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Guide: You describe three
eras of healing in your book, Reinventing
Medicine. Can you
elaborate on this?
Dossey: They basically are
a way of making sense of all the confusion and chaos going on in
medicine today. Era One began in the 1850s, 1860s. Today we call this
mechanical medicine. It's the use of drugs, surgical procedures,
radiation and so forth. And it's obviously still with us; it dominates
medicine. But beginning in 1950, or there abouts, a new era began which
I call Era Two. Today this is known as mind and body medicine. It used
to be called psychosomatic disease. Basically, it's the idea that our
emotions and thoughts, and feelings can affect health. Era Three
includes the ability of consciousness to reach out beyond ourselves to
make a difference in other people. Intercessory prayer is an example of
an era three therapy--healing intention. Gaining information
from the world, such as through premonitions and dreams, that are
relevant to health, is also an example of Era Three. So we have these
three categories, which differ radically in how they view
consciousness, and how they acknowledge, or fail to acknowledge, the
cosmic consciousness. Cosmic consciousness is virtually absent from Era
One. It makes an appearance in Era Two, but is limited to your own
body. In Era Three, consciousness is freed from the body, and is freed
from its limitations in space and time.
Guide: Do you use the word
spirit at all in this? Do you use that phrase in connection with the
Dossey: Sure. For me,
consciousness is a huge umbrella under which many things gather. I
think consciousness is infinite; I think it's immortal, an eternal. I
think it's equivalent to what many people call spirit. I use
"consciousness" in such a broad way that it includes the concept of
Guide: In your experience,
does meditation affect healing?
Dossey: Meditation is a
powerful way of entering into healing states. Herbert Vincent, for 20
years at Harvard, has shown that meditative states, and almost any kind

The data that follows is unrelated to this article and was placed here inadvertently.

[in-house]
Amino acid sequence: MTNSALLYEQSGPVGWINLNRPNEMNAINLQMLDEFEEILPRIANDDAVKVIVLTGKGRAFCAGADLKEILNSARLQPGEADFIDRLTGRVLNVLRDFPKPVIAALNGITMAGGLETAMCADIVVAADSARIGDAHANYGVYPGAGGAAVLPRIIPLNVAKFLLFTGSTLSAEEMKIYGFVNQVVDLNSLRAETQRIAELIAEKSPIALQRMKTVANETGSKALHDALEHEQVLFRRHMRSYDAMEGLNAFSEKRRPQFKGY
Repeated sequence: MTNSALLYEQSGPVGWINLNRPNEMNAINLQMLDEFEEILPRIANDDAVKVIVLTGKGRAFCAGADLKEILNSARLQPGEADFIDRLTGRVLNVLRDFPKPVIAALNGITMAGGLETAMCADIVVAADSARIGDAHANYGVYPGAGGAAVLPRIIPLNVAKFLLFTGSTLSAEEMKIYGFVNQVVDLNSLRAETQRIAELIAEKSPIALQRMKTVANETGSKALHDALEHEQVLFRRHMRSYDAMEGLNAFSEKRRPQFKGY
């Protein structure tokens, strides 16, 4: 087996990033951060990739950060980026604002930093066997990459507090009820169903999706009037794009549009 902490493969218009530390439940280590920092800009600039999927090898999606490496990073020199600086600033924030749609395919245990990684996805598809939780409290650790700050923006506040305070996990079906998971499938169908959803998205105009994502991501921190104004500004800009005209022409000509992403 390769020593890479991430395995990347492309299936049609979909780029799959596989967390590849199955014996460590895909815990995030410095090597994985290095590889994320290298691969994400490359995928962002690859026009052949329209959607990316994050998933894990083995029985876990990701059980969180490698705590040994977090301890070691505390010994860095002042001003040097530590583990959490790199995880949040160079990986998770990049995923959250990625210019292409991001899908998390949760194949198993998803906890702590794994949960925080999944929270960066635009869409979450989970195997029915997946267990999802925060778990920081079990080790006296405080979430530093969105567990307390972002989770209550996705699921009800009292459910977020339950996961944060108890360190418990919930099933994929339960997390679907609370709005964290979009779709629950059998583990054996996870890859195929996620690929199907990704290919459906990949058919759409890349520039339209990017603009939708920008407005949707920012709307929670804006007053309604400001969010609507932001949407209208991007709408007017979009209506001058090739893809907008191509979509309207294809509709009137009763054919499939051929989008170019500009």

of contemplative state, can be good for the body. When people meditate,
the blood pressure comes down, the heart rate falls, immune changes
take place in the body, and so on. So meditation is certainly a way of
bringing about healing influences in our own body. But this certainly
doesn't approach non-local, or Era Three type
influences--where the influence escapes our own body, and
reaches out into the world.
Guide: I asked that
because I'm involved in a meditation group myself, locally. Yogananda's
form of Kriya yoga. And, one of the things that happen at the end of
our group meditations is healing for other people. We chant Om three
times, and then hold our hands up, and radiate energy out of our hands
and hearts in the direction of the individuals named. We don't say what
town they're in, but we say who they are, and what's wrong with them.
Have you experience with this type of thing? A group focusing on one
Dossey: This is actually
been tested in certain studies, and has achieved positive results. For
example, at the University of California San Francisco Medical School,
they actually tested healing intentions, which were initiated at a
great distance by several individuals, for people with advanced AIDS.
This was a double blind study. The people who received the healing
intentions statistically did much better than people who did not. So